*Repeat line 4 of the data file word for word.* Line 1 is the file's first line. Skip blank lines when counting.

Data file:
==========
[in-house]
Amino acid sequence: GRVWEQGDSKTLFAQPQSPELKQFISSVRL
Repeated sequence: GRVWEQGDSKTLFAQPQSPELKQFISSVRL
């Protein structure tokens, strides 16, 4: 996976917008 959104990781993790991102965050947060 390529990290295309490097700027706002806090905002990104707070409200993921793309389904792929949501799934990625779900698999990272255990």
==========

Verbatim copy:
């Protein structure tokens, strides 16, 4: 996976917008 959104990781993790991102965050947060 390529990290295309490097700027706002806090905002990104707070409200993921793309389904792929949501799934990625779900698999990272255990």